Job scams

Bulletin alert!

New variances of job scams have been added and updated.

Consumers and businesses should be on the lookout for the following job scams targeting Canadians:

Mystery shopper

Consumers receive a notice in the mail that they have been selected to be a:

The notice includes a cheque and some instructions. Victims are asked to deposit the money into their personal bank account. Victims are instructed to deposit a large part of the money into a specific bank account. Victims may also be asked to make small purchases; including gift cards. The gift card numbers are provided to the fraudsters to confirm that they work. At every step, victims are asked to complete and submit a customer service survey based on their experiences. The surveys are a prop to convince victims that the job is real. Victims later find out that the cheque they deposited is fake and they now owe money to the bank.

Warning signs – How to protect yourself

Car wrapping scam

Consumers receive an unsolicited text message stating that they can earn $300 to $500 per week by wrapping their car, truck, SUV or bike with a "company" logo. An email link is provided and consumers who respond receive instructions and a contract followed by a cheque in the mail. Consumers are instructed to deposit the cheque and withdraw a portion of the funds. Upon completion, victims are advised to deposit the funds into a specific bank account to pay a graphics company and/or other fees. Consumers then learn that the cheque is counterfeit and that they are responsible for any funds withdrawn. Fraudsters will falsely impersonate legitimate companies such as Clearly Canadian, Monster Energy, Coca Cola and Heineken in an attempt to make the job seem real.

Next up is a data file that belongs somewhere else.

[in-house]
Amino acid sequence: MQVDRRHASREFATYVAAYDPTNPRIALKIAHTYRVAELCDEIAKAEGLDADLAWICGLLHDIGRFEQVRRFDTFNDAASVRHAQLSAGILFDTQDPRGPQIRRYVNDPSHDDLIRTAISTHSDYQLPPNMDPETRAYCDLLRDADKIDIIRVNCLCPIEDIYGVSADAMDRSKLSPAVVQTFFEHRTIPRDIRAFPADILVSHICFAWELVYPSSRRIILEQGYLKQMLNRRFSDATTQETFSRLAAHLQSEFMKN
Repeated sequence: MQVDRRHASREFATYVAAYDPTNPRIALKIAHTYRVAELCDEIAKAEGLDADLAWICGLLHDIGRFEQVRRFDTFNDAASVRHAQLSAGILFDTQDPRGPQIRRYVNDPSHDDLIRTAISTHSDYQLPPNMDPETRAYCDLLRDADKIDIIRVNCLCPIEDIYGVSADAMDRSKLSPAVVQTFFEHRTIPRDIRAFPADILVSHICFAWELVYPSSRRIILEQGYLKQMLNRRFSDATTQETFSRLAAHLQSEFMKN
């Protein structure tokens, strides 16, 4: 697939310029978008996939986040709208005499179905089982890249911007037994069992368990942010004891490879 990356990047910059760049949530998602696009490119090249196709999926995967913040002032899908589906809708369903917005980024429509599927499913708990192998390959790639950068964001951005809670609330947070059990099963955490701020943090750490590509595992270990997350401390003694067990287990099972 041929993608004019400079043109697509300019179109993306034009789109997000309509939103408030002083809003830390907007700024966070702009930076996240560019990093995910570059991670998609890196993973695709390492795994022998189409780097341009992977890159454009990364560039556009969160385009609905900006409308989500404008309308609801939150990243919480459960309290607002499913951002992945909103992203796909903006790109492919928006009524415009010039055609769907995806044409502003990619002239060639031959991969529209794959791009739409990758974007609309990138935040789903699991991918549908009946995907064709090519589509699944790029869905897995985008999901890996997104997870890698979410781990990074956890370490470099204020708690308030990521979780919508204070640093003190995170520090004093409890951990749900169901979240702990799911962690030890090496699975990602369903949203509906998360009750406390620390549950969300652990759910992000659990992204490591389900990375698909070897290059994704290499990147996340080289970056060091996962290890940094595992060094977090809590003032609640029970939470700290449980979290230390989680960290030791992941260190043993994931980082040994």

Warning signs – How to protect yourself

Work from home

Scammers use free online classified websites or unsolicited email campaigns to recruit potential victims. Consumers answer the ad and receive an offer to become a:

and subsequently correspond via email with the fraudsters. Victims are hired as payment processors for the suspect company and their job is to receive payments from the company's clients. Commonly, victims report receiving e-transfers or wire transfers into their personal bank account. After receiving the payments, the victims are directed to send money through Western Union, MoneyGram or Bitcoin to a company representative usually in Eastern Europe (e.g. Russia or Ukraine).

In a variation of this scam, the suspect says that they are sending you money to buy the supplies required for your new home office. The fraudster will provide a company name and the banking details for the victim to pay. In the end, all the transactions processed are fraudulent and the victim may end up owing money to the bank.

Warning signs – How to protect yourself

Job offer with promise of immigration to Canada

Fraudster are creating fake job postings to work and move to Canada. Fraudsters will often use the name of companies that exist in Canada. Consumers may complete various applications. These applications may request personal and financial information that could be used for identity fraud. Almost immediately, fraudsters will congratulate the consumer on getting the job. The victim will be contacted by someone claiming to help them with the immigration process. The fraudsters may claim to be from Canada High Commission or Immigration Canada. Fraudsters will ask for money for a many reasons (passports, permits, visas, traveler's cheques, etc). Too often, victims will send money many times before they realize that the job does not exist.

Warning signs – How to protect yourself

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